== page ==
Fourth-grade cousins Willow and Delia would have been excited to be heading off to a shared summer vacation on Lake Michigan, with the added fun of their beloved Aunt Rosie’s wedding, if only they were not facing the indignity of having to be flower girls and wearing babyish, “bubble-gum-bright” pink dresses. The girls, aspiring chefs and avid bakers, scheme to show Aunt Rosie that their talents in the kitchen are formidable enough to excuse them from flower girl duty so they can serve as caterers instead. But their plans go awry as they mistakenly add salt rather than sugar to fresh-squeezed lemonade, make smoothies in a blender with a defective lid, and fail to stop their dog from devouring bacon-wrapped asparagus hors d’oeuvres. The novel is a bit overstuffed with subplots involving everything from Delia’s parents’ marital discord to a romance between the inn’s owner and the new caterer; it also strains credulity that Willow’s five-year-old brother, Sweet William, could mold an exquisite replica of the bridal couple to crown the wedding cake. But it is hard to resist the fun of being “cupcake cousins” together by the lakeside on the eve of a wedding where everything ends up working out exactly as readers hope it will. Complete with the girls’ favorite recipes, this is a sweet summertime delight. Reviewer: Claudia Mills, Ph.D.; Ages 8 to 12.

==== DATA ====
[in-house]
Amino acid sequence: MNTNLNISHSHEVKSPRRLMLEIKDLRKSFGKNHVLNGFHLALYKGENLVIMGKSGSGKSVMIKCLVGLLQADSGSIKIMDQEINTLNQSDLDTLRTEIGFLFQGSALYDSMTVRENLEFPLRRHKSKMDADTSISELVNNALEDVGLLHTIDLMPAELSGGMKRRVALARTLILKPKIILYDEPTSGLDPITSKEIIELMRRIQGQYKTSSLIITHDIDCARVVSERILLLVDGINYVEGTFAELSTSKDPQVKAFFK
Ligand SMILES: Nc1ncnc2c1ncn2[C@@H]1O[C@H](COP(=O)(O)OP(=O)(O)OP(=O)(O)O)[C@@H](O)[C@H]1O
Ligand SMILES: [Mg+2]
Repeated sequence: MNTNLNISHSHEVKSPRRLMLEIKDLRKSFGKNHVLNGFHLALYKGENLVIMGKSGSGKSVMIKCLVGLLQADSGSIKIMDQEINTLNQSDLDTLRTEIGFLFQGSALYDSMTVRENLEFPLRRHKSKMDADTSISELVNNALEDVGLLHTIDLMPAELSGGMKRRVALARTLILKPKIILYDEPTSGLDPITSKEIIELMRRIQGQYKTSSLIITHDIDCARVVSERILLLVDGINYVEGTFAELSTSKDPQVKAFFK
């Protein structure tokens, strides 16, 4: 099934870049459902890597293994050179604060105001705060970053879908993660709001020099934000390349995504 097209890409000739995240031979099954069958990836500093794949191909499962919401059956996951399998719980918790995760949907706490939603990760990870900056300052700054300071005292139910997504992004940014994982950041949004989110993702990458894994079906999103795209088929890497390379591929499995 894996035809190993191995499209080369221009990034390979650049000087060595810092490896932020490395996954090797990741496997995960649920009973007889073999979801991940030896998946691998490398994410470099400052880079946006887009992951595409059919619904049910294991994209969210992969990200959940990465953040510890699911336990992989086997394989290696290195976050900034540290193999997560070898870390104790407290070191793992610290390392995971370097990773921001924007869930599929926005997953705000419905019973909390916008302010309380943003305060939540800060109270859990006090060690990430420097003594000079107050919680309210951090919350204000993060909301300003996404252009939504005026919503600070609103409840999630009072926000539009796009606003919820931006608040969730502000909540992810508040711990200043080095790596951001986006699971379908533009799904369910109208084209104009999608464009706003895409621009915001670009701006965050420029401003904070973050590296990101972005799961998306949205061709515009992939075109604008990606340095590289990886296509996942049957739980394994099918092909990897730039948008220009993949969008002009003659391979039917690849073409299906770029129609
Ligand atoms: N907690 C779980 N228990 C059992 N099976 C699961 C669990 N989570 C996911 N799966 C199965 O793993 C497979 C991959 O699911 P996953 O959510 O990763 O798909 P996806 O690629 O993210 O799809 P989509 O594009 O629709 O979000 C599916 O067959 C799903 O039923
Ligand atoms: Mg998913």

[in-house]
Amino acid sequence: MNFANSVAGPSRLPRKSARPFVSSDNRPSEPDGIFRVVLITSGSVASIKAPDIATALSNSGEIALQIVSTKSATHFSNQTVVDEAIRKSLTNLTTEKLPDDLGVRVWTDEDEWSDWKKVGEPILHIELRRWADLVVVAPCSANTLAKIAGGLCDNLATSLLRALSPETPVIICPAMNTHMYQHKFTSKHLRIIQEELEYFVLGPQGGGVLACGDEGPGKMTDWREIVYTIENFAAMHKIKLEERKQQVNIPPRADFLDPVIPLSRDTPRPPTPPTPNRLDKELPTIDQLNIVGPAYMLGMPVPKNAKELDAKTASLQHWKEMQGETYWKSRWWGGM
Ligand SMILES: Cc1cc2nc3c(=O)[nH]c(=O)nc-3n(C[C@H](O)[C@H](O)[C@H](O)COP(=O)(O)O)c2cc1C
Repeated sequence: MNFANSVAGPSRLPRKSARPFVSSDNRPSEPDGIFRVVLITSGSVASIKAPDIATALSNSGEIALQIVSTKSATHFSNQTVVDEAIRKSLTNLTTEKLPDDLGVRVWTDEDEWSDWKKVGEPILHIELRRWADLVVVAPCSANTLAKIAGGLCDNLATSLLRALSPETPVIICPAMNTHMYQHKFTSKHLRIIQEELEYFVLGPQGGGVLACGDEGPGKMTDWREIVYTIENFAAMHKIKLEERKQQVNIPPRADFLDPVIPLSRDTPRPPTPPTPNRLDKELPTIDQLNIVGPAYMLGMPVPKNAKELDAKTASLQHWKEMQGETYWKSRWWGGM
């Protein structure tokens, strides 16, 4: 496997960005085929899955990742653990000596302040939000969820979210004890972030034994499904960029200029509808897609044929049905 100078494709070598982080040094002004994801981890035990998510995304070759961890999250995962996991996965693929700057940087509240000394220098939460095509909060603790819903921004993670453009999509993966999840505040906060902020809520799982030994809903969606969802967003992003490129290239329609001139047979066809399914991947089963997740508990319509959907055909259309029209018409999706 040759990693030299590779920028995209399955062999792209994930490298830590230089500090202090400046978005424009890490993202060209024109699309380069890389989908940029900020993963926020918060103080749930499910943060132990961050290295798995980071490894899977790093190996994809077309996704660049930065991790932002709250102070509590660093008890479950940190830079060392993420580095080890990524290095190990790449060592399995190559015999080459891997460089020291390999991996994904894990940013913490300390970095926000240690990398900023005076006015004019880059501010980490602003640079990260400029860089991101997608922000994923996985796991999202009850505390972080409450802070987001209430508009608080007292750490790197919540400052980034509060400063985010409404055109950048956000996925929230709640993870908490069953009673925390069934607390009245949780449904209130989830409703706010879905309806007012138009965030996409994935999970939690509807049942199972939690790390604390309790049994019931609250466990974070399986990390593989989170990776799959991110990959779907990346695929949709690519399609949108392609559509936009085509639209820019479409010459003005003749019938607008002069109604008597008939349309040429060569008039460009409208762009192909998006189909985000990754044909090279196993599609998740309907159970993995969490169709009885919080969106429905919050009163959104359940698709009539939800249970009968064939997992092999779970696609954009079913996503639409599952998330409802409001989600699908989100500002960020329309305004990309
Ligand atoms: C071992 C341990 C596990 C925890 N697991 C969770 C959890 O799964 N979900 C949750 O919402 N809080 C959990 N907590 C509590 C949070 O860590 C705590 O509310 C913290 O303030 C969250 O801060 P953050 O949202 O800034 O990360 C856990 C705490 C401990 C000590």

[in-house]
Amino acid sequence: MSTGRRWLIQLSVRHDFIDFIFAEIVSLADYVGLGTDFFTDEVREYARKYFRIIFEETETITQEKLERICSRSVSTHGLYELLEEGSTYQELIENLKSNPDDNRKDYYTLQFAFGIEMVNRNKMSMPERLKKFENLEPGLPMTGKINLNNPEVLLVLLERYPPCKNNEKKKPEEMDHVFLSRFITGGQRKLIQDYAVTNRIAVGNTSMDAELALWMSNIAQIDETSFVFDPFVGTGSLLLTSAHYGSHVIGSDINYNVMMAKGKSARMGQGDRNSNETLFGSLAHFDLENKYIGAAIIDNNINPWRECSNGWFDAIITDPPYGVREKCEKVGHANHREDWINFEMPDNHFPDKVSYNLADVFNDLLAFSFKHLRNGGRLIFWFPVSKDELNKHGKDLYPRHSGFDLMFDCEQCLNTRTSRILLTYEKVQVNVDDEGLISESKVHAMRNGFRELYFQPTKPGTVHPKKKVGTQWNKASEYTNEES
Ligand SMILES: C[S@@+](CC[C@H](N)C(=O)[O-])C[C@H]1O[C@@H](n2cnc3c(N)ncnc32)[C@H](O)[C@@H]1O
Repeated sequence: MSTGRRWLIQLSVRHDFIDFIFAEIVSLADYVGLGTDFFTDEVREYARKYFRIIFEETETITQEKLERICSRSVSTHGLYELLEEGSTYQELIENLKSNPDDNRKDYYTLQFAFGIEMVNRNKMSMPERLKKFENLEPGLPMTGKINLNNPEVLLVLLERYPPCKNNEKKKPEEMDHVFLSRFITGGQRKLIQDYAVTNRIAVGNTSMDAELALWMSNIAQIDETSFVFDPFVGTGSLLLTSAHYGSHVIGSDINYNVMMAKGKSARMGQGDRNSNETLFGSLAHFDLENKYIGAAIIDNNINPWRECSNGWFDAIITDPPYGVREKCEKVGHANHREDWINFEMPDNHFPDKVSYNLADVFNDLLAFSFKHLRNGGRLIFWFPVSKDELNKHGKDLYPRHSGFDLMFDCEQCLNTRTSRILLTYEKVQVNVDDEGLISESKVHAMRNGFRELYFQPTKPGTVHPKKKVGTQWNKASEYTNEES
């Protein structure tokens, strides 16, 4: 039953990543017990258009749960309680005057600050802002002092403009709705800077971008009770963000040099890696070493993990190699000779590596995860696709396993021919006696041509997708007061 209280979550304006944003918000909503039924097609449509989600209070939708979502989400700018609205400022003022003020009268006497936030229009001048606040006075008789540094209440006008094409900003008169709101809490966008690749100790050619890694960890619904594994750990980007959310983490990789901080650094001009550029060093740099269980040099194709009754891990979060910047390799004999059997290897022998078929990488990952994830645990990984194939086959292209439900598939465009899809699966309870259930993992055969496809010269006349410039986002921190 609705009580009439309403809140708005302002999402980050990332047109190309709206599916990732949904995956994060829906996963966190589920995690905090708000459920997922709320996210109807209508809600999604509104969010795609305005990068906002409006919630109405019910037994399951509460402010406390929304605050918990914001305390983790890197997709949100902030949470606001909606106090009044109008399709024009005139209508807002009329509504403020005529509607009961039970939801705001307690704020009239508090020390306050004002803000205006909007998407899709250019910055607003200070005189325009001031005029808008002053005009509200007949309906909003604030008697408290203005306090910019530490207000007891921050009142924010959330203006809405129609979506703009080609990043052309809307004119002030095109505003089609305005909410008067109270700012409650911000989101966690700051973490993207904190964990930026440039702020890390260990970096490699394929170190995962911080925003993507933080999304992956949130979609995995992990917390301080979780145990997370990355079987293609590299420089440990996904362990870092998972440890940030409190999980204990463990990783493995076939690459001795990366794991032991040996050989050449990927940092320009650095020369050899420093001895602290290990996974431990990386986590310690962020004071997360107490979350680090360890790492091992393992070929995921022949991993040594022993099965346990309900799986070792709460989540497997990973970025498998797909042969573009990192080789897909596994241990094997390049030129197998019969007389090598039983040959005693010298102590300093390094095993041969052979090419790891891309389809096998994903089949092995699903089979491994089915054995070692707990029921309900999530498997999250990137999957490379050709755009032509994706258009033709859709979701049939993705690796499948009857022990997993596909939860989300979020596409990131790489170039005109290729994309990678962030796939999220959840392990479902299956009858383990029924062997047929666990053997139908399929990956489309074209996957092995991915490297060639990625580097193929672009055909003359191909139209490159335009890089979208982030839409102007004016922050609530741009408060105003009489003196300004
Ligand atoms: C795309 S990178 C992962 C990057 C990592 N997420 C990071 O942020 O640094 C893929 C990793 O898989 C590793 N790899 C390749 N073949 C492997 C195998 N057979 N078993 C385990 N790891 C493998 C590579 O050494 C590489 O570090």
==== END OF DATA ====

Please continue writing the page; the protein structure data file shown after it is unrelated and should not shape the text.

Kirkus Reviews
2014-03-31
Culinary mishaps ensue when 9-year-old cousins Willow and Delia conspire to avoid being flower girls in their aunt's wedding. Willow and Delia are adamantly opposed to their roles as flower girls at their aunt Rosie's wedding. During their annual summer visit to Saugatuck, on the Lake Michigan shore, the pair devises a plan to foil their impending flower-girl debuts. In hopes of replacing their flower-girl status with catering duty, Willow and Delia decide to spend the week preceding the wedding showing off their culinary expertise. However, the girls soon discover that Mr. Henry, the owner of their vacation house, has hired a new chef and caterer. Undaunted, the girls persevere. The duo's schemes are disrupted by comical kitchen catastrophes, the antics of Willow's 5-year-old brother and their family dog, as well as the mysterious behavior of Mr. Henry. Hannigan deftly portrays the angst Willow struggles with as she approaches the early-preteen years. With keen insight, she also explores Delia's worries about her father's job loss and concerns about her parents' marriage. After the girls learn that the new chef has also suffered a recent job loss, their determined efforts to help her in a crisis establish a newfound maturity. Hughes' cheery black-and-white illustrations capture the cousins' exuberance, highlighting both misadventures and sentimental moments. Recipes featuring various foods from the story are included. Hannigan's lively tale celebrates family and friendship. (Fiction. 9-12)